after I'd sorted out the technical demo to make sure it actually could be done, I started researching combat using a sword against people. What makes that cool? I'm into my third person slashers anyway, but I did some serious analysis into making every single hit with a weapon...cool. And satisfying. And giving you a buzz. So I did a lot of work into the collision model – that is, the simplest, most fundamental underlying part of combat. I researched that, so you get a buzz every time you hit or kill someone. That's the core that underlies everything. If it's a duel against one person, even if they're weak, you get to choose. You smash them in the face, then give them a couple of stabs and then they're gone [...] When there's hundreds of people to kill, you tend to use power moves or intermediate rage moves, along with your standards. As the numbers dwindle, you're thinking of conserving your power-moves as there may be some rock-hard bastard around the corner or fifty people about to run out and attack you. But there's loads of fun to be had with standard moves – not just dishing out masses of power moves – and having a fight against people. Even one person is a lot of fun. After you get into combat you see there's a lot of depth there, so if there's one grunt coming towards you, you might move back, so he misses, and you can kill him in one blow. And you get a real pleasure. Or alternately he tries an attack, you drop and roll around the back and slash him to pieces from behind.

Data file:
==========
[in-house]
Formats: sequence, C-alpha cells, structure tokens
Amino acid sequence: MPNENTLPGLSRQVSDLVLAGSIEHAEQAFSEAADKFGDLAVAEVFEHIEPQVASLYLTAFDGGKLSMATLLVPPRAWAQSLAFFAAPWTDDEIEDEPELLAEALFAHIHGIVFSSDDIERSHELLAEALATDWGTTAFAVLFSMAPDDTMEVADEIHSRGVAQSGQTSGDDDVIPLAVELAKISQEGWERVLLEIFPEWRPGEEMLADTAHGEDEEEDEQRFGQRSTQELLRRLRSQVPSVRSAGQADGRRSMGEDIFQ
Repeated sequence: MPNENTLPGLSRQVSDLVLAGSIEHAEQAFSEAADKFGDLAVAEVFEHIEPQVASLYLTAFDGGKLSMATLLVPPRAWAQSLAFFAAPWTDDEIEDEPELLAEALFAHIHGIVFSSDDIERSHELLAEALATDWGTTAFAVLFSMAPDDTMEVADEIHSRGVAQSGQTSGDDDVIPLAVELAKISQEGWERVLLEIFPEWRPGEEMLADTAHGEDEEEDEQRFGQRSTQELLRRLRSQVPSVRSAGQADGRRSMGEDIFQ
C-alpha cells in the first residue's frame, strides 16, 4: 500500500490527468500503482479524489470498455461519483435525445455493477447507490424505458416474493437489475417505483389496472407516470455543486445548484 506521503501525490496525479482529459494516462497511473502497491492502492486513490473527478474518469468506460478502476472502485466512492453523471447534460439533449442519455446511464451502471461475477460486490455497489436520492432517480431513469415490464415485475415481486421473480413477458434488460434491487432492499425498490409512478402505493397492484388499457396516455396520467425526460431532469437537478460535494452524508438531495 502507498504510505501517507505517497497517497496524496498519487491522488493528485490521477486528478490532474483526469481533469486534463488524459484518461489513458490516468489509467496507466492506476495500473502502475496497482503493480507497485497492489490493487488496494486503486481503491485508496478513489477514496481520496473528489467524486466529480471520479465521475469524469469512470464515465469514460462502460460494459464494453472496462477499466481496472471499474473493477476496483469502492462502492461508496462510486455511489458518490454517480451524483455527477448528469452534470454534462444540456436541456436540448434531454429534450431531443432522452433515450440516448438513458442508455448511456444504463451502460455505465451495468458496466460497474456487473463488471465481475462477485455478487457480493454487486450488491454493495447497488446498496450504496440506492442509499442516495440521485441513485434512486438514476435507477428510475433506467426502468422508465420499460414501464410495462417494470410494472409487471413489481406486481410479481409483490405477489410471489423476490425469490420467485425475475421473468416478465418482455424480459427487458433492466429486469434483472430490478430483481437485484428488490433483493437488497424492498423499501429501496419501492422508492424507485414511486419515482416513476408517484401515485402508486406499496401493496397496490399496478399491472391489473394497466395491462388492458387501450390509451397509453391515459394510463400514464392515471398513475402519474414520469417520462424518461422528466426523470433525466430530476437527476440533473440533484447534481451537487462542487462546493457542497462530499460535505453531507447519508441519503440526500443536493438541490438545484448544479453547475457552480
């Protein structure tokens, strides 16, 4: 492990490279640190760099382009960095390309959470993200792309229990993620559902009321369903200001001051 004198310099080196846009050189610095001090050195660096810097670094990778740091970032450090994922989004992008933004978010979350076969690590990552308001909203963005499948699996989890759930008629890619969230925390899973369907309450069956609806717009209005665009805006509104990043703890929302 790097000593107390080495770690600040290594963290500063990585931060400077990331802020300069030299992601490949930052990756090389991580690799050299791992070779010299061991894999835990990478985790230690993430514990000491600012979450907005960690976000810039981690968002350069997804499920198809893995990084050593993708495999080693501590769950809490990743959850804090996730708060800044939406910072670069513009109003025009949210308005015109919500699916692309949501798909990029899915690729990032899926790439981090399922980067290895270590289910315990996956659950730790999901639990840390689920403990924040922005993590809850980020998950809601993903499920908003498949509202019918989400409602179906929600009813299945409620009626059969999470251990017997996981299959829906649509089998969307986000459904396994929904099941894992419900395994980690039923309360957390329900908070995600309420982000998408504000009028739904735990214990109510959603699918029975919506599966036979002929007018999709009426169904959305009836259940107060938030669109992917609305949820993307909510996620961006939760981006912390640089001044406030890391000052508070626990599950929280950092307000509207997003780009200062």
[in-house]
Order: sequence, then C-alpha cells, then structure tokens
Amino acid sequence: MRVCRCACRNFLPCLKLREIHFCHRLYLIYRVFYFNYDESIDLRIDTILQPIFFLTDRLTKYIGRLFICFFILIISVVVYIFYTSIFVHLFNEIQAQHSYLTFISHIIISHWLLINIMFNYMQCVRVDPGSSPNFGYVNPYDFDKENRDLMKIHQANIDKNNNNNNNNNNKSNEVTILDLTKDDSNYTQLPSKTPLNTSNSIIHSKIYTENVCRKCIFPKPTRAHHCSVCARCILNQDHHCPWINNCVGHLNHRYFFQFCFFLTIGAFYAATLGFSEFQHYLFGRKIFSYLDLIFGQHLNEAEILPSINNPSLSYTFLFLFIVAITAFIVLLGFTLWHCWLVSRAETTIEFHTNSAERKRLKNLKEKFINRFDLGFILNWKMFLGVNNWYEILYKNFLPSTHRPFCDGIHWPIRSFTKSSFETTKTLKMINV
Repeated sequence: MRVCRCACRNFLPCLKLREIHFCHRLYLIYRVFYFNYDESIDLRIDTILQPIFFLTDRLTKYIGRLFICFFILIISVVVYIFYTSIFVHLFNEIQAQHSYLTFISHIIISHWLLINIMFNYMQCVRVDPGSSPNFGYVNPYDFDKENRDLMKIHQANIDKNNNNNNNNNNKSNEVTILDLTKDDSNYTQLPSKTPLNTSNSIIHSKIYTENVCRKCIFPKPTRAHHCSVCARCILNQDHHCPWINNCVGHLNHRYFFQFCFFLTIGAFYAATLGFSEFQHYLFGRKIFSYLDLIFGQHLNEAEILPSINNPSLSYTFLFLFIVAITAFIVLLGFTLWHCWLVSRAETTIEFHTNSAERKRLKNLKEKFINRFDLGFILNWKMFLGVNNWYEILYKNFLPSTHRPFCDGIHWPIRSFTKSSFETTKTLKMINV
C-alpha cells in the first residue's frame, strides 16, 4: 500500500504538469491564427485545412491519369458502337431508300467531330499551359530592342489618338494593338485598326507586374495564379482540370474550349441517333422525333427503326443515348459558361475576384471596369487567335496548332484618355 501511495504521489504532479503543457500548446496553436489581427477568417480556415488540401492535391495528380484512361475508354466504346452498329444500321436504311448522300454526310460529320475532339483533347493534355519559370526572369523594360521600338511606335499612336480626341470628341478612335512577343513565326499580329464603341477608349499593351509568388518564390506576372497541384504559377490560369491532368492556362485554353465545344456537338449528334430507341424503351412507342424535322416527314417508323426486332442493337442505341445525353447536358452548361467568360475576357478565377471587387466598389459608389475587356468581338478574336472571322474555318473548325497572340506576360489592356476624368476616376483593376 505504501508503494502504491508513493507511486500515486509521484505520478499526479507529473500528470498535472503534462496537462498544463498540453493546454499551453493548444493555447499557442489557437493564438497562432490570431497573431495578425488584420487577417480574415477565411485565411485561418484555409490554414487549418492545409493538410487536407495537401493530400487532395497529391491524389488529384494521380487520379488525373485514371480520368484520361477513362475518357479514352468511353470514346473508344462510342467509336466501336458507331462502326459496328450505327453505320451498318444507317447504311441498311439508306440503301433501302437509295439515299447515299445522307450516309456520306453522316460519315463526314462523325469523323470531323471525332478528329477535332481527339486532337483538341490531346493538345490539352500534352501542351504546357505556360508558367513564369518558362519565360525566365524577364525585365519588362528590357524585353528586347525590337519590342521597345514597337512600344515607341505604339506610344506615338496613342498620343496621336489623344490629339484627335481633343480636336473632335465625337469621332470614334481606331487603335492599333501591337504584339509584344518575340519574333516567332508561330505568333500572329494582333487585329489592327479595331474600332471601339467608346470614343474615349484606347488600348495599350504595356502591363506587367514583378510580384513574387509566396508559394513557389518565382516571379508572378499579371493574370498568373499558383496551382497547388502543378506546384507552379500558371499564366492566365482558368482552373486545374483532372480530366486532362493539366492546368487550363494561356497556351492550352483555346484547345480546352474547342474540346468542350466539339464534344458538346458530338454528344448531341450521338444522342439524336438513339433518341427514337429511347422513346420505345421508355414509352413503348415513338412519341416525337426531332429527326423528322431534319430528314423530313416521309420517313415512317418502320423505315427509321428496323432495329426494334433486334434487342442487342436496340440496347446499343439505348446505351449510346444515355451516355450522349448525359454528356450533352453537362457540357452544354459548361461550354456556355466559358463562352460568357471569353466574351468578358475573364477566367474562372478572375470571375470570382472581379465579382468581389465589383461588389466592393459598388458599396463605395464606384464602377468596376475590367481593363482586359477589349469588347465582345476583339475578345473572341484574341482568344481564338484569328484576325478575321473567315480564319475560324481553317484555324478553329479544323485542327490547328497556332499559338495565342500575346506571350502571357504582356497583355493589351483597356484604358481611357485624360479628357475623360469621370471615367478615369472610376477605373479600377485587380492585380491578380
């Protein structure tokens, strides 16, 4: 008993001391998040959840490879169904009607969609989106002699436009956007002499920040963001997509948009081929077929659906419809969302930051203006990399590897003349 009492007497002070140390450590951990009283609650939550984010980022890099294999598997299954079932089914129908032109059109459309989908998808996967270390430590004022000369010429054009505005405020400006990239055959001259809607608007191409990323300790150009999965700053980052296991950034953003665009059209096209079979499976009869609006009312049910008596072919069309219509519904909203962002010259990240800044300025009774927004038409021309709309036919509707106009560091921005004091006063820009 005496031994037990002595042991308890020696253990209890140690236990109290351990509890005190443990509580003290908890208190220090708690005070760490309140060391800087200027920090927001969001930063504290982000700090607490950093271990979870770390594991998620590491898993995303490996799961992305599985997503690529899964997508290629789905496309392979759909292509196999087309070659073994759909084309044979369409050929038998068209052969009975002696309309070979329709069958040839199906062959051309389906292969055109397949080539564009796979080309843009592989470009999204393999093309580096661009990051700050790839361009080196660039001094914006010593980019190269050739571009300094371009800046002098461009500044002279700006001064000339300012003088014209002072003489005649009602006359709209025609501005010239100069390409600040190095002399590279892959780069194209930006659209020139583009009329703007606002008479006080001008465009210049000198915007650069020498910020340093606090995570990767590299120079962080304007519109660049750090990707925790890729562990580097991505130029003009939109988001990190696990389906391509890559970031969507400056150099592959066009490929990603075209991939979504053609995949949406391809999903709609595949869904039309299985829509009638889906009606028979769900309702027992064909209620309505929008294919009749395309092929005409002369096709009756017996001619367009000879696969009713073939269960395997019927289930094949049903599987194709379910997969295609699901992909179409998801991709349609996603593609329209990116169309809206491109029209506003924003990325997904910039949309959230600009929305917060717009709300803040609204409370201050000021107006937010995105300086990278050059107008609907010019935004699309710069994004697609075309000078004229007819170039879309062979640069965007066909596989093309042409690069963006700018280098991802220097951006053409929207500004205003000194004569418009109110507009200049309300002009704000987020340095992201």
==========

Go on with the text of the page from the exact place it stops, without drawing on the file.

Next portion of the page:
Gratton wanted the player to have multiple options at every point of the game;
we realized early on that we'd need a combat system which would allow the player to come face-to-face with a horde of enemies and have fun killing them. We also wanted fights against smaller numbers and one-on-one fights, and so we needed a very large range of techniques to dispatch enemies. Making a decision about which technique you wanted to achieve on a moment-by-moment basis as the shape of the encounter changed also seemed to be very important. This would require a combat system that gave instantaneous control of the techniques available. Eventually the marketing department would dub this "action and reaction" combat.